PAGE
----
While being able to ‘speak your mind’ might seem like a boost to creativity, having a sense of safety and predictability is an even more important factor in enabling people to freely share and build on each other’s ideas.

People are better able to produce novel ideas and solutions when they experience ‘just the right amount’ of tension or uncertainty – similar to other aspects of performance.

Expressing an untested idea requires a degree of social risk-taking and there is a level of certainty that comes with knowing that it will be met with a civil response. This provides balance to the equation, particularly in diverse groups.

Leaders who cultivate a ‘safe work environment’, that includes showing respect for others and avoidance of offensive language, are not only creating a workplace that is pleasant for a diverse group but also are laying the foundation for stronger performance including facilitating innovation.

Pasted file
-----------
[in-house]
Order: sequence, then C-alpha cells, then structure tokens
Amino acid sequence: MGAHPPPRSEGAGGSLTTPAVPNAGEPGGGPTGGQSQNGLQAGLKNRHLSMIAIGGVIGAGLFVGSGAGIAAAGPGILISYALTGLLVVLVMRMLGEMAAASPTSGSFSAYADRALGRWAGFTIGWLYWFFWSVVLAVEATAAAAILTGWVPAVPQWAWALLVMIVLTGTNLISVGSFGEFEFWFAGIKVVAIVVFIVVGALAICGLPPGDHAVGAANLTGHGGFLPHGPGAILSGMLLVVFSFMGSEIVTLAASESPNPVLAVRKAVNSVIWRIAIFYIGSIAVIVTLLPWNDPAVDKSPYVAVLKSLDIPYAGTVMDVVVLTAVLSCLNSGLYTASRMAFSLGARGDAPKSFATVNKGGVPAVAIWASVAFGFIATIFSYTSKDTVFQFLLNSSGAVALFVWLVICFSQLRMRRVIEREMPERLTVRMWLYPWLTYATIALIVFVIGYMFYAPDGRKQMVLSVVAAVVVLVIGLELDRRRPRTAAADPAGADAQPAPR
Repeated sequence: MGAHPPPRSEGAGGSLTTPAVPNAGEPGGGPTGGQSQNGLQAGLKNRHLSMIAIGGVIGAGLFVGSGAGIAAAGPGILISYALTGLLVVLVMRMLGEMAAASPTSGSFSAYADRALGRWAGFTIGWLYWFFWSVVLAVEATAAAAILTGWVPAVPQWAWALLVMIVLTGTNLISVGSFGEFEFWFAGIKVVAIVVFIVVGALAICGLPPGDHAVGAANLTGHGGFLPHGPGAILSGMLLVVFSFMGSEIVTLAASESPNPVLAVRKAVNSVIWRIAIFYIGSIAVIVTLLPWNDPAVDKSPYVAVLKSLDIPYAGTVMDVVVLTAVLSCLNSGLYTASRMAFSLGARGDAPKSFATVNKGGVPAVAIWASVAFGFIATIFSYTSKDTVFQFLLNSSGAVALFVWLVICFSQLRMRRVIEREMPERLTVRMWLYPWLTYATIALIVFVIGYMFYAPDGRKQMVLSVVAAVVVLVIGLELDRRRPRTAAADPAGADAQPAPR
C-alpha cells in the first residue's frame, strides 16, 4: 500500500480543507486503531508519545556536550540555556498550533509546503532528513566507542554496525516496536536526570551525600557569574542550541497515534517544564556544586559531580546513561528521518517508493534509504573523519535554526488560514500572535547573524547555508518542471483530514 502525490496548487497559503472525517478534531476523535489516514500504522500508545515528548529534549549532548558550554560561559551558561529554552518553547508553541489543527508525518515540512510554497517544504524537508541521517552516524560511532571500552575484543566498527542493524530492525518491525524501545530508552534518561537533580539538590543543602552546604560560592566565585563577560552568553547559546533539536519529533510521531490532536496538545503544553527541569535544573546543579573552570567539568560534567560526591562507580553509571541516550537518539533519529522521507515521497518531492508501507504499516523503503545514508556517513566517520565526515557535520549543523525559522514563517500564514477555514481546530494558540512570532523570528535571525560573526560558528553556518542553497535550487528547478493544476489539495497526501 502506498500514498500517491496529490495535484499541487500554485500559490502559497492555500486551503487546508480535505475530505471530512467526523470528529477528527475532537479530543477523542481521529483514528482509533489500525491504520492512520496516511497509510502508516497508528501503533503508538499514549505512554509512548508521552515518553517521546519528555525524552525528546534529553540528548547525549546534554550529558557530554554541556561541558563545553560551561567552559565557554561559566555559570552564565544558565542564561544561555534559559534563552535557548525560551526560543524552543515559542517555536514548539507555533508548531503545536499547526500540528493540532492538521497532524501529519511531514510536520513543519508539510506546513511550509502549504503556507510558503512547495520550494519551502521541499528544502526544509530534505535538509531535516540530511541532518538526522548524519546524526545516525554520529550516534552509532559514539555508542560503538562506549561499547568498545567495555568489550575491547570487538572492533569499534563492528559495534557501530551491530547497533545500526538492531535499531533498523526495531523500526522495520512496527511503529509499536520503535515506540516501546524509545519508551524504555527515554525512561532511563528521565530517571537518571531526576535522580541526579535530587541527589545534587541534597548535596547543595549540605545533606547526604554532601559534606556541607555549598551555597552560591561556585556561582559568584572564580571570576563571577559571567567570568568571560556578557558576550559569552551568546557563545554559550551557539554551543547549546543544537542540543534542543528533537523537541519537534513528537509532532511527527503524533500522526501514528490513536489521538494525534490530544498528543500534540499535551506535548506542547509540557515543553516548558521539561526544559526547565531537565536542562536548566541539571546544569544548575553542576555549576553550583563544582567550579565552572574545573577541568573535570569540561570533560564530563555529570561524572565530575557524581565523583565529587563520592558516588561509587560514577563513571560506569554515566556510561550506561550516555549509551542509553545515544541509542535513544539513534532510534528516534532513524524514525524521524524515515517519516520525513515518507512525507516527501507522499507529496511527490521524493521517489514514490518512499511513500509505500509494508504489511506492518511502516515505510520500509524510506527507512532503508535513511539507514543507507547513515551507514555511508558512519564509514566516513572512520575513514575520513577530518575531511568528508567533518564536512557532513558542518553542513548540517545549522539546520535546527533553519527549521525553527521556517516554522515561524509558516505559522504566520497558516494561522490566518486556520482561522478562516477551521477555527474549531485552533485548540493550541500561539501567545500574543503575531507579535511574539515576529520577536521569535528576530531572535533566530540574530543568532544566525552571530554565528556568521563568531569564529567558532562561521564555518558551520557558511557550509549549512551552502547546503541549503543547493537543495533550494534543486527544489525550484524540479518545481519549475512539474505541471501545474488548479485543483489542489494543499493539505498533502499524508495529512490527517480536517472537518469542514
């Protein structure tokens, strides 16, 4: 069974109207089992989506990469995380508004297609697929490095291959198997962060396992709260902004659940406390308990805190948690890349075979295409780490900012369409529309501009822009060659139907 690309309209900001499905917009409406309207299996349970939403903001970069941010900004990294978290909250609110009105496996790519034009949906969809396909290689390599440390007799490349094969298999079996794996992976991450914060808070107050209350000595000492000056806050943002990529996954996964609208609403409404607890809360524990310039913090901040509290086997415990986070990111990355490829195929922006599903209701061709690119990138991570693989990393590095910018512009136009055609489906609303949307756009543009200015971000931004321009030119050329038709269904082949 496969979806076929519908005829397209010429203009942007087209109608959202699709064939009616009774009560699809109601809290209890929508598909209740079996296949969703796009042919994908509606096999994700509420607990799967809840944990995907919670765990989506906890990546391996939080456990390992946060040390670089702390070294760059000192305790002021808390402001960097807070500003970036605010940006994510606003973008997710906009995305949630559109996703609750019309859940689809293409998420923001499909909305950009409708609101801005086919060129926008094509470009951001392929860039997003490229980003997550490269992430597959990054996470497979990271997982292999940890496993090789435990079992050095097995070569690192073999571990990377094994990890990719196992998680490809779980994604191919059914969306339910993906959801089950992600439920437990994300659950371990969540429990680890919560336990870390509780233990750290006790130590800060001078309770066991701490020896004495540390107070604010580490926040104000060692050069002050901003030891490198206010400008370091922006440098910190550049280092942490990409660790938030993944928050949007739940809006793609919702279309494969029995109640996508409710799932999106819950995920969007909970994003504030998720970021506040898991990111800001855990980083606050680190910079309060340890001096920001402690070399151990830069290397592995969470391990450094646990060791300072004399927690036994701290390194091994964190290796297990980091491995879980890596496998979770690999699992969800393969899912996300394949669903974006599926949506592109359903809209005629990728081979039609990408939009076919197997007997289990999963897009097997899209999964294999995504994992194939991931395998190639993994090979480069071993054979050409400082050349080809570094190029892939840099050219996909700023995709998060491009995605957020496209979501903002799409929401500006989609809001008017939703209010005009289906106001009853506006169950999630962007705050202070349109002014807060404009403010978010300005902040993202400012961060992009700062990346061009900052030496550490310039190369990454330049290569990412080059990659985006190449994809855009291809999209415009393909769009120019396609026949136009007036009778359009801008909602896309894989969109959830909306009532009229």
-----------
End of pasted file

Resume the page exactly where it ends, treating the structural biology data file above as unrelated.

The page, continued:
What you can do right now

  1. Avoiding personal attacks, refraining from interrupting and simply paying attention when someone is speaking are essential. Ensure your team norms include all of these.
  2. More advanced, techniques such as auditioning ideas, habitually exploring contrary ideas/approaches and adopting a curious mindset, ensure that diverse perspectives are tabled and those providing the views are encouraged to stay engaged.

What methods have you used to foster honest and robust discussions that are also respectful to all colleagues?

Key take-away

Civility is not just about being politically correct but is an essential brain-based method to help people perform their best.

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Dr Connie Henson, author of BrainWise Leadership, runs change leadership programs informed by the latest neuroscience research through her company Learning Quest. For information visit www.learningquest.com.au Follow on twitter @LearningQuest